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On the coloration of fast-moving signalling stimili in the nature

By virtue of an evolutionarily determined feature of color vision, insects, fish and other animals see fast-moving objects as colorless (Gehres & Neumeyer, 2007; Stojcev et al., 2011). In animals, the fastest moving parts are wings (in insects and birds: e.g., see Schön, 2009). So styding natural coloration of wings allows to understand deeper the phenomenon of color blindness in respect of fast-moving objects.

In insects,  strong correlation between the presense of eye-catching, signalling marks in wing coloration and the frequency of wing-beats is observed.

In particular, wasps, horneybees and other stinging insects have among all insects ones of the fastest beating wings, which are transparent or semi-transparent and have no eye-catching marks. The frequency of wing-beats, F, in the stinging insects is ranged approximately within 100-250 beats per second. For example, for common wasp, Vespa vulgaris, F = 140 b/s, for European honeybee, Apis mellifera, F = 240-250 b/s (Byrne, 1988). These wings beat too quickly to be used as the right location of signalling marks. In the stinging insects, the elements of aposematic coloration, with black, yellow and red colors, are located mainly on the relatively immobile belly (that can be seen in the flight).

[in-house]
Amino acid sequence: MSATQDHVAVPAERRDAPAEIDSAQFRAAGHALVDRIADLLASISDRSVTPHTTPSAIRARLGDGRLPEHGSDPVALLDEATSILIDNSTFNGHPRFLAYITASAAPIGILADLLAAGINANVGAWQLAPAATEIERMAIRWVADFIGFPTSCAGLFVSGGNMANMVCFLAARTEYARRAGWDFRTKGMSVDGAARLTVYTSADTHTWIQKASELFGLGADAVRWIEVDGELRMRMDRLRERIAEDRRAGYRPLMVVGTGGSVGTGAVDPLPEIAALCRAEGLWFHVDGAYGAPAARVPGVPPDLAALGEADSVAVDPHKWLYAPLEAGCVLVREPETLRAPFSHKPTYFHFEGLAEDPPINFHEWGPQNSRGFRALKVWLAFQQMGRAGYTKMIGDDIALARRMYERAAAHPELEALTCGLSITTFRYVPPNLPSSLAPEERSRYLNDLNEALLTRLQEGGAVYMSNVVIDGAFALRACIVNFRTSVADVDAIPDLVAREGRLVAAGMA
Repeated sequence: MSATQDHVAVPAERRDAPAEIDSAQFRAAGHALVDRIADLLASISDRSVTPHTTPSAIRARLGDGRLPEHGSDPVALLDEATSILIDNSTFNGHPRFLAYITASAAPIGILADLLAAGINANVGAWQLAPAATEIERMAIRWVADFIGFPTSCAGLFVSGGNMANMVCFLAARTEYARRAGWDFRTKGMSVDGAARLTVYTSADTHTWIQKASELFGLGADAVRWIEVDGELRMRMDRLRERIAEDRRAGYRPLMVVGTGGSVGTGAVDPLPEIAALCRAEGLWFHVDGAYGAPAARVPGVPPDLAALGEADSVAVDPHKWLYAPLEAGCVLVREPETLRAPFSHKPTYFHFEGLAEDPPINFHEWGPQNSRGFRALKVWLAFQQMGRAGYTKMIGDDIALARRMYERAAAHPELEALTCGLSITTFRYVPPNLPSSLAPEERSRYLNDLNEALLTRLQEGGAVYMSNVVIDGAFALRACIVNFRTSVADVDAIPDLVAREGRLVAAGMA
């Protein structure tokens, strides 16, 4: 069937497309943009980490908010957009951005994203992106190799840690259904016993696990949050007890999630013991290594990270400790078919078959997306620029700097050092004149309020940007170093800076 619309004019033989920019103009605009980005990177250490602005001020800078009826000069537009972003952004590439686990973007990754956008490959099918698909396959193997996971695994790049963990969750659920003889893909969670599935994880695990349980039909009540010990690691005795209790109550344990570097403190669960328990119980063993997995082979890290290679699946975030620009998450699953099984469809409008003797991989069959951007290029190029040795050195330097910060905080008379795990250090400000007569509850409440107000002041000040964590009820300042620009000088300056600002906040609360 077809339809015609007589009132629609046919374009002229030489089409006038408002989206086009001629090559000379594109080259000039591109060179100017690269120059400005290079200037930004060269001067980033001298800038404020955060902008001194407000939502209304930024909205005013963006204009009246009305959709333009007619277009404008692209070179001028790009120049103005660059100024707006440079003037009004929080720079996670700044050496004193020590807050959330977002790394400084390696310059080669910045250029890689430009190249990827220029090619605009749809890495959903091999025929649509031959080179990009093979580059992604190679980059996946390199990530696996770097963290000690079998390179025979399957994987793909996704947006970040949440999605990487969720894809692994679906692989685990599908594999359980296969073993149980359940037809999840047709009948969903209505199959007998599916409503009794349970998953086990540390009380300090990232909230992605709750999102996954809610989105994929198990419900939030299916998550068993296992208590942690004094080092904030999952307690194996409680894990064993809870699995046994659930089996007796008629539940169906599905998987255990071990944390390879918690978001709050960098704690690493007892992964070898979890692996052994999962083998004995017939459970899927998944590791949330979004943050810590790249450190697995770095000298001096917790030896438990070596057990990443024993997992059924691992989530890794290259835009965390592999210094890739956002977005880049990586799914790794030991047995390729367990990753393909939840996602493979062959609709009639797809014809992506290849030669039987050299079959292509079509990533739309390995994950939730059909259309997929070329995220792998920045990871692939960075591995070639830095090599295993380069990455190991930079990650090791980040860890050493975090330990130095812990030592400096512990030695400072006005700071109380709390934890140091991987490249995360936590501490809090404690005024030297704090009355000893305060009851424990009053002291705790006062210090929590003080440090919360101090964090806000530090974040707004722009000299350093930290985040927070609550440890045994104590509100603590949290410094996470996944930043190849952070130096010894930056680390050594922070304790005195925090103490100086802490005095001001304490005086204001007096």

The numerous dragonflies and damselflies can be included into the second group with two subgroups. Fast-wingbeating dragonflies (Anisoptera), with the frequency of wing-beats more than 15-20 beats per second (Rüppell, 1989), form the first subgroup. Slow-wingbeating damselflies (Zygoptera), with the frequency of wing-beats less than 15-20 beats per second (Rüppell, 1989), form the second subgoup Unexpectedly, dragonflies and damselflies have the transparent and decorated wings with signalling color patterns.

For example, aposematic coloration in fast-wingbeating (F = 24-25 beats per second) golden-ringed dragonfly, Anotogaster sieboldii (transparet wings, black & yellow belly) (Ishizawa, 2005), is designed similar to that in the stinging insects.

Finally, the numerous butterflies as well as moths can be aggregated into the third group of insects, which have the slowest beating and decorated wings with the cryptic or signalling color patterns. In these insects, the mean frequency of wing-beats is about 5-15 beats per second (Byrne, 1988). It is important in our context that signalling marks, varied from primitive dots to high quality concentric eye-spots, are most developed just in the group af slow-wingbeating butterflies and moths.

For example, the frequency of wing-beats in large emperor moth, Saturnia pyri, with four eye-spots (Fig.1) is about 8 beats per second ((Byrne, 1988).

Fig.1 (read text)

The detailed analysis of signalling coloration in dradonflies and damselflies allows to select the following 4 basic rules that lie at the heart of signalling coloration in fast-moving natural and artificial objets.

Rule #1. An evolutionarily optimal solution

Signalling color patterns must be bilaterally symmetric (both in the fast-moving and slow-moving objects). It is shown experimentally (e.g., Forsman & Herrström, 2004) that even small asymmetry in size, shape and color impair the effectiveness of silnalling stimuli.